Oprofile on zLinux – how to setup and use

(updated 1/8/2014)

Oprofile is a system wide profiler which is available in all major distributions for Linux on System z. Here is the setup and use for RHEL 6 and SLES 11.

The following example is for RHEL 6.5 (kernel 2.6.32-431.1.2.el6.s390x). For other kernel levels you need to adapt the package numbers. But basically it should work the same. The Red Hat description is here.

First step: install the required packages:

  • oprofile-0.9.7-1.el6.s390x
  • oprofile-jit-0.9.7-1.s390x (only needed for profiling Java code)
  • oprofile-gui-0.9.7-1.el6.s390x (only needed if you want the GUI)
  • kernel-debuginfo-2.6.32-431.1.2.el6.s390x.rpm
  • kernel-debuginfo-common-s390x-2.6.32-431.1.2.el6.s390x.rpm

Note that the kernel-debuginfo packages are only available on RHN. See this howto get it. You need to log into your Red Hat Customer portal for the full information. Also install from RHN any other debuginfo package of a distribution package you want to analyze. 

Second step: configure oprofile

opcontrol --setup --vmlinux=/usr/lib/debug/lib/modules/`uname -r`/vmlinux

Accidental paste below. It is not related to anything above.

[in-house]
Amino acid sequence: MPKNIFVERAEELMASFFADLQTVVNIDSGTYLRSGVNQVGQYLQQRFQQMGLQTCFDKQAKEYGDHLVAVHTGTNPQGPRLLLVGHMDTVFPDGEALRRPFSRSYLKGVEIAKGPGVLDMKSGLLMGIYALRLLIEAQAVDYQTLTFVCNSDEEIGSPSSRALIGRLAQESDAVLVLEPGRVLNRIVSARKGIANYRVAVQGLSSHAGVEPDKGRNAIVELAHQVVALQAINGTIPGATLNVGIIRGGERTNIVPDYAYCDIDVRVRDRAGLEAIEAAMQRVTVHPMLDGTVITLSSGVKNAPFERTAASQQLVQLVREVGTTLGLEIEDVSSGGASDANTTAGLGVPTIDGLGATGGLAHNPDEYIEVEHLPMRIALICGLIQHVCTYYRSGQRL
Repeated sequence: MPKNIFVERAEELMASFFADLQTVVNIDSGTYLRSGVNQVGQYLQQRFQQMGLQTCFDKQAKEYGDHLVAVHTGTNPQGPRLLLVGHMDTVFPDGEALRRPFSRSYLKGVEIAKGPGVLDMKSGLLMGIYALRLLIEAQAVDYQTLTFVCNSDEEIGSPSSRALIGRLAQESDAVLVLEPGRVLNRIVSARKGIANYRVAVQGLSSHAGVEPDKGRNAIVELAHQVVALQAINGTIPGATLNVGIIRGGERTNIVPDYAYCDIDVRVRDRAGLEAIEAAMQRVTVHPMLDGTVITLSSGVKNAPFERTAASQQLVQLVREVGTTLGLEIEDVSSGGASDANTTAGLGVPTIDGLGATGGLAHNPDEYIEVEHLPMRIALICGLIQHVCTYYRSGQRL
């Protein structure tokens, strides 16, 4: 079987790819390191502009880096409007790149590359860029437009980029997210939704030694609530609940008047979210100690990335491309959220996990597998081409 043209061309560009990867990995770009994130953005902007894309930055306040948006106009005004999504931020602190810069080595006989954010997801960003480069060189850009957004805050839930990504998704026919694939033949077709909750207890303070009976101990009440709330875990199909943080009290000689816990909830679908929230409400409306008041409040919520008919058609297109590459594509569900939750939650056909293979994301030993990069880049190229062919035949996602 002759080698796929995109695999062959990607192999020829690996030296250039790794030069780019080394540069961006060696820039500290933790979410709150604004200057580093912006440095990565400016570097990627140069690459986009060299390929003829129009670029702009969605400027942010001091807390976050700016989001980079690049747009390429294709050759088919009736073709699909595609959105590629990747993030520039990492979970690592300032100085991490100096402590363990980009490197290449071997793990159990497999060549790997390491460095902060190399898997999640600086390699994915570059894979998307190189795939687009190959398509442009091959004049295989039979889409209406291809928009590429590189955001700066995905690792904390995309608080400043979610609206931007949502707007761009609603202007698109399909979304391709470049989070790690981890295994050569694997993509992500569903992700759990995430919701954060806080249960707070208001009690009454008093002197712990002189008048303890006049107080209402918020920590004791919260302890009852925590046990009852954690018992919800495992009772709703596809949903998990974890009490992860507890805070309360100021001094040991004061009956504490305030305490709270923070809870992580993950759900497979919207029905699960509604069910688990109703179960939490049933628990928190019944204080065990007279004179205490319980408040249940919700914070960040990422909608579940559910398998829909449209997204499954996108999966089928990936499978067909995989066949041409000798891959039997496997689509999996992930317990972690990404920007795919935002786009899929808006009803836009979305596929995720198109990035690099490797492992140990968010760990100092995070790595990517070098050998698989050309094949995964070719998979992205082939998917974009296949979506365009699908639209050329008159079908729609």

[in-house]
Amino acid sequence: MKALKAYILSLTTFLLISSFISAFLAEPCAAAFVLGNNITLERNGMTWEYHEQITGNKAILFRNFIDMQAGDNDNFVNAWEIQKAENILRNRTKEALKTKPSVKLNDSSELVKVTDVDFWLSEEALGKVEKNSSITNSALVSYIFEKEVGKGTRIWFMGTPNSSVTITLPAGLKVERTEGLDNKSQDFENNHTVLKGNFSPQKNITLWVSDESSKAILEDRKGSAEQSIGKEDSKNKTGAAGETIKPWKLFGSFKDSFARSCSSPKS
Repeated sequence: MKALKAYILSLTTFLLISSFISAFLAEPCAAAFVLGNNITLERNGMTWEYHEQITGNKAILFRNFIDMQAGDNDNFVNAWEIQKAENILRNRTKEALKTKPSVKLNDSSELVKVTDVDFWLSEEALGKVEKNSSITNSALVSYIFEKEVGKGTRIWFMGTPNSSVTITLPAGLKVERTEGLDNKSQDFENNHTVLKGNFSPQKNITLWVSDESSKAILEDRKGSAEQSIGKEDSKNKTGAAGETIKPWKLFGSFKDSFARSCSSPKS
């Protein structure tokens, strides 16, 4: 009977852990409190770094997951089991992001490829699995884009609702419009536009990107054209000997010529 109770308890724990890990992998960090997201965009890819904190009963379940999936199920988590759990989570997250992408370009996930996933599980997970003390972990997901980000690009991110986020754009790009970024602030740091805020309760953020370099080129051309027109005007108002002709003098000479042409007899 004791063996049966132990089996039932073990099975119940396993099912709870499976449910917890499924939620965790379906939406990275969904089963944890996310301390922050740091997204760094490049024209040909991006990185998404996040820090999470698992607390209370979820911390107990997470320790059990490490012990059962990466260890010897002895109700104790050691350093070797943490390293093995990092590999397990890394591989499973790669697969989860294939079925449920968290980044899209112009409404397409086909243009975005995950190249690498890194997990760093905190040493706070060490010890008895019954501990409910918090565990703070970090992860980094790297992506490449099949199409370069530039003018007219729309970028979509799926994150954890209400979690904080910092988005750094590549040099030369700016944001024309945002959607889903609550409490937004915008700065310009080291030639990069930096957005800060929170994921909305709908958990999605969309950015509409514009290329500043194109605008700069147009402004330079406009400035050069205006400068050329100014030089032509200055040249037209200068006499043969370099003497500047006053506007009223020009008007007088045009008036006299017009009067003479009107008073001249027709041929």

Third step: measure workload

opcontrol --start
run your workload
opcontrol --stop
opcontrol --dump 

Last step: call opreport or opannotate with the options you want. For understanding options use the respective man pages. One commonly used option is:

opreport --symbols

Don’t be surprised by an entry with symbol name vtime_stop_cpu. That’s cpu  idle in RHEL 6.

For SLES 11 SP3 the setup is similar. SUSE has a good description on how to use in their Systems Analysis and Tuning Guide.

So in the first step you need to install oprofile-0.9.8-0.13.31.s390x.rpm from the SDK. Optionally  the kernel debuginfo package e.g. kernel-default-debuginfo-3.0.76-0.11.1.s390x.rpm as well as all the debuginfo versions of distribution packages you want to profile.

The vmlinux file for SLES is gzipped in /boot. If you have enough space there you can just gunzip it in place otherwise put it in /tmp as the SUSE guide suggests. Then in the second step you set up oprofile by

opcontrol --setup --vmlinux=/boot/vmlinux-`uname -r` 

Step 3 & 4 for SLES 11 are the same as above. 

If you want to analyze data on another system use oparchive. It will generate a directory with all required data that you can compress and take off the system. So e.g.

oparchive -p <path to Linux modules> -o /tmp/myoutputdir

You can also include Java and JITed code into the profiling by adding


to your Java options. For SLES11 you need to add /usr/lib64/oprofile to your LD_LIBRARY_PATH. This especially valuable if you don’t know yet where to search for a problem. If you have identified Java code as the problem then a specialized profiler is probably the better choice.

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